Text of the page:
Once retired, he didn't work for about three years. But, he said, he became bored quickly and decided to start his own business. In 1995, he began Network Cable Advertising with a vision to bring television advertising opportunities to the local market, and that year he joined with Cablevision of Greater Beloit as an independent contractor to make that happen. He provided local advertising time on local cable networks such as CNN, ESPN, USA, TNT and others.

In 2009, Bruce's career in media came full circle after going from print to television - he then moved on to radio where he's still working today. He joined the stations of Big Radio in its advertising and marketing department.

Throughout his career, Bruce was very much a part of the community and has been a part of numerous civic and community projects. He was active in seeking community support and funds for Monroe's first ambulance and served as an officer and a member of the board for Green County Emergency Medical Service.

Bruce has been involved with Cheese Days since he arrived in Monroe and is a past president. He joined Del Heins as the Grand Marshal in 2014 for the 100-year celebration. The event has been an ongoing, important part of Bruce's life. In his earlier days, he served as the publicity chairman and said the excitement he had for the event then was a perfect fit because he was so excited to share it with others.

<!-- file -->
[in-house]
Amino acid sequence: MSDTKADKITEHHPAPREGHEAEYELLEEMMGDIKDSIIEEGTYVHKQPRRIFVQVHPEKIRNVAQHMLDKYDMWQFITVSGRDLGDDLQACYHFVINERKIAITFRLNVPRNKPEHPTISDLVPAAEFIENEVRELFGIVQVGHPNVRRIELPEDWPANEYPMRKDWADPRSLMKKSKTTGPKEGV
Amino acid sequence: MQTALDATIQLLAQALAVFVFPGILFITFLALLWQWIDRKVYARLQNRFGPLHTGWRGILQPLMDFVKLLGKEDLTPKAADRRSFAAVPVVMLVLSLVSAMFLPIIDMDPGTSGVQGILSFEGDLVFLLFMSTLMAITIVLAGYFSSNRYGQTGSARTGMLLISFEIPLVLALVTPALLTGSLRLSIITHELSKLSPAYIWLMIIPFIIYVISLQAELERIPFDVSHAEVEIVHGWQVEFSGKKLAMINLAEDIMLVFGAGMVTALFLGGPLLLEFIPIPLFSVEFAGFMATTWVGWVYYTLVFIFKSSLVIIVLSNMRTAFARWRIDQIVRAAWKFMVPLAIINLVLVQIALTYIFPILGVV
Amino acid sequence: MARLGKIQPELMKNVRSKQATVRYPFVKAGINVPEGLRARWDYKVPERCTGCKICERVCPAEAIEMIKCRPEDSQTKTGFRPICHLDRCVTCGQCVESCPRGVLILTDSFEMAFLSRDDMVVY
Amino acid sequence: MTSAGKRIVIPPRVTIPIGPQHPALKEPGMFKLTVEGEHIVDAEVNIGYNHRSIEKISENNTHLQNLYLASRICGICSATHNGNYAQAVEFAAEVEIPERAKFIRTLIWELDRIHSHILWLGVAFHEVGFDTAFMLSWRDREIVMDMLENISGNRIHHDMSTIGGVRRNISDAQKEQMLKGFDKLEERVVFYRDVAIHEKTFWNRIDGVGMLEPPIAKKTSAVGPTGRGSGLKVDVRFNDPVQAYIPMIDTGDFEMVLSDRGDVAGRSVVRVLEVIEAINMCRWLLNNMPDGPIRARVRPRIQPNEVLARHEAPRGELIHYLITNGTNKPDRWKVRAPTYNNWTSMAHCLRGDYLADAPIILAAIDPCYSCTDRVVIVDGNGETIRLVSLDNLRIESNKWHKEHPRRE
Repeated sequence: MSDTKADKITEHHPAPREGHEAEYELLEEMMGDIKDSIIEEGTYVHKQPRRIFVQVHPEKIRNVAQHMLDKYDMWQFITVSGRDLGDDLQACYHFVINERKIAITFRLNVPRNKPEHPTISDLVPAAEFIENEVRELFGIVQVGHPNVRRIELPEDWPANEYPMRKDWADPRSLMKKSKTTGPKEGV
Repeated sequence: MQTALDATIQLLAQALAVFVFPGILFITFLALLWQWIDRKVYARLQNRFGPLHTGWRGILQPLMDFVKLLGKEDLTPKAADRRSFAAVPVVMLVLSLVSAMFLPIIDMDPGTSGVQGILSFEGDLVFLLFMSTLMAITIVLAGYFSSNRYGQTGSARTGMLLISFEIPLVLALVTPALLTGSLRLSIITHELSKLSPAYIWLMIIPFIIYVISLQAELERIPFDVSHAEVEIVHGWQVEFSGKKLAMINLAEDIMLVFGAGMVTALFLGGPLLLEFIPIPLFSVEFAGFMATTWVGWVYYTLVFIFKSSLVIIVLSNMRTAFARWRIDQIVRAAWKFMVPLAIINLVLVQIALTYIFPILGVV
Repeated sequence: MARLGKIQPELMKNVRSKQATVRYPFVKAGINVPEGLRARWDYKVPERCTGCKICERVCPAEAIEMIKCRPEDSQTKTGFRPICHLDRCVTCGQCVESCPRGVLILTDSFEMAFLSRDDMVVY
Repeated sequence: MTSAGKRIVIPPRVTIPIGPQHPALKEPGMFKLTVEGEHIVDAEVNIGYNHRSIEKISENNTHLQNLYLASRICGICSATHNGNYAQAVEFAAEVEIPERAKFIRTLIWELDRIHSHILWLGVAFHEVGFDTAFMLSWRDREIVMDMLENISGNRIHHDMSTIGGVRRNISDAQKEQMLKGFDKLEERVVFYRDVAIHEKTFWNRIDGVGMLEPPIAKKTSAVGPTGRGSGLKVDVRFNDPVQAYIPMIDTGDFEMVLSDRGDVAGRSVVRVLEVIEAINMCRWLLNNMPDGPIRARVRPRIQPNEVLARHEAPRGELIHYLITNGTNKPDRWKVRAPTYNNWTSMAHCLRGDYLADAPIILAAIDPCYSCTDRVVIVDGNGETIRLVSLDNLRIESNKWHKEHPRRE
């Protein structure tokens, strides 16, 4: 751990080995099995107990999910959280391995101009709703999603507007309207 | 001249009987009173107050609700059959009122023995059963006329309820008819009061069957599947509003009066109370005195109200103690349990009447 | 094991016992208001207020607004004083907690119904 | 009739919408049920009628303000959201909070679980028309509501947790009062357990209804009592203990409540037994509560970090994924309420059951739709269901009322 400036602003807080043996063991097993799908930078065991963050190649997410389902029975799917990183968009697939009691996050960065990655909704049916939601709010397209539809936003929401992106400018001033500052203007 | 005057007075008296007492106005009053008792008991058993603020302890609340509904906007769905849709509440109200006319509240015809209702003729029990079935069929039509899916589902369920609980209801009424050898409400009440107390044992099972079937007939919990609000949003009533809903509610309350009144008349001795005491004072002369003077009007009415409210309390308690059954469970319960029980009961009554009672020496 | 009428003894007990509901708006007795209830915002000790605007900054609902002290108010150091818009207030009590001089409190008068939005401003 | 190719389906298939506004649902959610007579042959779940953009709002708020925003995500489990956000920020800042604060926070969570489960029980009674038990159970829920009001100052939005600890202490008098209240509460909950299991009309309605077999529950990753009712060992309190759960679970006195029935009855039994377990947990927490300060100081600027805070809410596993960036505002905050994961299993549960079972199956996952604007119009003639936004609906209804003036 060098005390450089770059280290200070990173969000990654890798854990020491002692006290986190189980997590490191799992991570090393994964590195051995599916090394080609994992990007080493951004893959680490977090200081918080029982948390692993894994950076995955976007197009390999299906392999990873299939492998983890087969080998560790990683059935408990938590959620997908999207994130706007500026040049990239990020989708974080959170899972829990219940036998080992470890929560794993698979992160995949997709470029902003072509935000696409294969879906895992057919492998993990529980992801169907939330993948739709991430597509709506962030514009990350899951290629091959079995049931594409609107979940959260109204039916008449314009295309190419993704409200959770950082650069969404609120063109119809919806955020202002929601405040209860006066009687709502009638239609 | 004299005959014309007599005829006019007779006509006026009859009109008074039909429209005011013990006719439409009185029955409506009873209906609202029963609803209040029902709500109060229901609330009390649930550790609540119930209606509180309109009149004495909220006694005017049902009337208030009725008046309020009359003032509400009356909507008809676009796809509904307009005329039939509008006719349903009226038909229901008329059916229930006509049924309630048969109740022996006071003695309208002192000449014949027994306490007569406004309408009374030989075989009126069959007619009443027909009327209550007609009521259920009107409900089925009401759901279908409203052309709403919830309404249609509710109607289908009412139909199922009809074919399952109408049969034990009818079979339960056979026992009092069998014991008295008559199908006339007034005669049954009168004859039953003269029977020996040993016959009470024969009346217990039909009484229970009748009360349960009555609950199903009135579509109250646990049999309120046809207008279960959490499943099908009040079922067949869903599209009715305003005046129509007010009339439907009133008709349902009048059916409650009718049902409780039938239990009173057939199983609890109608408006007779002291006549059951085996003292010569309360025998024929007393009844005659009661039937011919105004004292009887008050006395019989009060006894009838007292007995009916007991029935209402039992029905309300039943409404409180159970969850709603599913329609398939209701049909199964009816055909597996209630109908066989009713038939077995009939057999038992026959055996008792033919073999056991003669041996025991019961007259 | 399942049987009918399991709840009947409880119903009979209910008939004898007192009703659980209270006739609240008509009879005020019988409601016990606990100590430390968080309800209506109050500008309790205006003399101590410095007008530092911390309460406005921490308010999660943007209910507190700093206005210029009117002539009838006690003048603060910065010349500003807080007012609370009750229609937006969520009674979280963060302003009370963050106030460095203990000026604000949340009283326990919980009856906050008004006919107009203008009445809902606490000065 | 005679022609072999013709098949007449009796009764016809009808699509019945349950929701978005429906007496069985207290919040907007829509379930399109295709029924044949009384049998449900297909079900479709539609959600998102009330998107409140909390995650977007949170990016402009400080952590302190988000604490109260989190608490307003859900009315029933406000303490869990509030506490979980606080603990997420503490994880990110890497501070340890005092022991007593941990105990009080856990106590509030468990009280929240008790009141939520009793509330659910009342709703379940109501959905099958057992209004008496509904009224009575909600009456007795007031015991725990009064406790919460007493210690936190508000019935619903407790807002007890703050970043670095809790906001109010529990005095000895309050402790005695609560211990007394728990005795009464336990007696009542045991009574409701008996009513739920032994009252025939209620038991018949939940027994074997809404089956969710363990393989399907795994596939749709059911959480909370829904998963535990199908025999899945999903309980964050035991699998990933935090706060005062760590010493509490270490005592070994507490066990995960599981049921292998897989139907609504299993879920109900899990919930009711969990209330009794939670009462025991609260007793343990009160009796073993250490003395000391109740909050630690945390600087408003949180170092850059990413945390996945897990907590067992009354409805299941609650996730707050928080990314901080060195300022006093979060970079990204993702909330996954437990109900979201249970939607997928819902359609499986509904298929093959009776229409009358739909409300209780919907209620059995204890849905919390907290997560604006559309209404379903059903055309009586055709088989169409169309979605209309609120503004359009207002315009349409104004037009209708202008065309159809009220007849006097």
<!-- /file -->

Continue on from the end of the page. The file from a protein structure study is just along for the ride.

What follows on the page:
He also has stayed active in the Apostolate to the Handicapped, served as a board member after becoming dear friends with Father Tom Campion, and embraced the cause to help get more community events in the newspaper.

He was appointed to Wisconsin's Year of the Family in Education Advisory Committee in 1987. Although he's not as involved now, he still helps out when he can.

Bruce was a member of the Rotary and served as president. He served as a director of the Monroe Chamber of Commerce and was instrumental in helping reorganize the Chamber in the mid-1980s. He received the Chamber's president award in 1987.

He and his wife, Nancy, have been married 25 years and used to golf regularly and still enjoy traveling. Their faith is strong, and they are members of the Monroe United Methodist Church and also attend the Albany Methodist church.

He has grown friendships and seen opportunities in Monroe, and he wouldn't have it any other way.

"I would want that for everyone," he said. "That their "moment in time' would be a special remembrance."